It's not just sports stadiums and arenas. The retail industry is also seeing an uptick in bad behavior, often targeted toward employees. According to Emily May, co-founder and executive director of the nonprofit Hollaback!, retailers are seeing an alarming rise in discrimination where floor staff are being targeted for who they are when enforcing safety measures.
"Given the rise in hate violence — which is at an all-time high — frontline workers are more vulnerable than ever," she said in a statement.
"We are trying to create a movement where everyone comes together around the values of inclusion and safety, where we all can be safe and accepted and belong for who we are," said director Calla Devlin Rongerude.
"We haven't been in crowds, we haven't negotiated spaces with a lot of other people for quite a while. I think we're out of practice with how to be human with each other," she added.
As part of the campaign, the participating retailers will have access to a toolkit and other resources to support front-line workers.
As the resale value of Pokemon and sports cards has skyrocketed during the pandemic, retailers such as Target and Walmart have seen firsthand the impact: grown men getting in physical altercations over these cards.
Last month, a 35-year-old man pulled a gun when he was attacked by a group of men in a trading-card related fight. It forced Target to temporarily pull the trading cards from its stores.
"The safety of our guests and team members is our top priority," Target said in a statement.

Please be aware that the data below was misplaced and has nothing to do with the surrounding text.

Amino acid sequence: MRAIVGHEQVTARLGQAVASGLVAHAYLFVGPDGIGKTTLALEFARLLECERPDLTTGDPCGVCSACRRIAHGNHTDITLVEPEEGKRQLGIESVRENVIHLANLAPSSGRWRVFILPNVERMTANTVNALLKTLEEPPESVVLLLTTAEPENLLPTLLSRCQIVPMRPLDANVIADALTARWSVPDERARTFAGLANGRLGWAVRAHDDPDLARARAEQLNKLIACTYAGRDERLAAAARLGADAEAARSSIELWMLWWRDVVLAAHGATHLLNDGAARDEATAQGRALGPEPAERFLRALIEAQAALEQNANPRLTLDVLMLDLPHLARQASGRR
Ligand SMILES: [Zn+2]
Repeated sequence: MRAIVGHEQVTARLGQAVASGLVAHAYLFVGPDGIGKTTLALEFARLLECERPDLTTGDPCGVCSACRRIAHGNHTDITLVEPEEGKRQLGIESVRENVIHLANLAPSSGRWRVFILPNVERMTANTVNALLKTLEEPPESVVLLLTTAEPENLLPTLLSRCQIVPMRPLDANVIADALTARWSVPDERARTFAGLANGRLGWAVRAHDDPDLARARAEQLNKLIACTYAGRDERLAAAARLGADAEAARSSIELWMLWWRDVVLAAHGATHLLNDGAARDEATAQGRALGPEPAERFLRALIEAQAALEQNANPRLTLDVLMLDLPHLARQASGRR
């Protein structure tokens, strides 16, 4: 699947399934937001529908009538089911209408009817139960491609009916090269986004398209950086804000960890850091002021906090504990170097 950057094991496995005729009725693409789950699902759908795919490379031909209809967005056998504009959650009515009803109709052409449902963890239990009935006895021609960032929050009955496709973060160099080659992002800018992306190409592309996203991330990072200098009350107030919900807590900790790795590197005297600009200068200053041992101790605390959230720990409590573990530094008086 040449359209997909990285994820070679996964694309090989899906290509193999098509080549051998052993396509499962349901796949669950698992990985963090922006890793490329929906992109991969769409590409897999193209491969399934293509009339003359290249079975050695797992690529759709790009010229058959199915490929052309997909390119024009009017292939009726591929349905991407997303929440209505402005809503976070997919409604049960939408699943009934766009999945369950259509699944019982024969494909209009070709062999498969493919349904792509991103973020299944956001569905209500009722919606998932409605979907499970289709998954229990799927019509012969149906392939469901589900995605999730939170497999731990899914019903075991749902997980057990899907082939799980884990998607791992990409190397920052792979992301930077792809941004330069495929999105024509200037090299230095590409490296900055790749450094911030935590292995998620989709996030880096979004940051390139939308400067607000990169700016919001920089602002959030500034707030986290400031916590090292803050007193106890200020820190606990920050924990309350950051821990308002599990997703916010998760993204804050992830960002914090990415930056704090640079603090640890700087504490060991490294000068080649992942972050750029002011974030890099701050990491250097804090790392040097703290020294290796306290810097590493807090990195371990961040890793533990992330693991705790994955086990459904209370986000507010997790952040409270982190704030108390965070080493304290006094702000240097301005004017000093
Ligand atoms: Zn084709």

The retailer said Pokemon cards have since returned to the store but customers are subject to strict purchase limits of two packs per guest. The sale of MLB, NFL and NBA trading cards is still limited to Target's website.
Whether it's aggressive driving or tempers on full display in restaurants, gas stations or Little League games, the bad behavior is caused by a confluence of factors, according to Thomas Plante, a psychology professor at the University of Santa Clara.
"We've got a tsunami of mental health issues out there, with anxiety and depression," Plante said, adding that our collective stress levels have never been higher.
People are juggling multiple stressors, he said. Among them: the pandemic, death, illness, job loss, homeschooling kids, isolation and other challenges. That frustration can lead to aggression.
There's also "observational learning," Plante said, explaining that when people see bad behavior all around them, even by so-called role models, they are more likely to repeat it.
"People model behavior of others, especially highly valued models, like ... well-known politicians," Plante said. "People look at how they behave, which has been pretty bad, and they go and do likewise."
What will reverse the trend? Plante's suggestion sounds like something one might hear from the pulpit or a parent: Treat others the way you want to be treated.
"People have kind of gotten out of practice about how to behave in public, and how to behave in a polite, civil society," Plante said.
The Golden Rule can help us get back on track.
Correction: This article has been updated to reflect that Ian Gregor is a spokesman for the Federal Aviation Administration.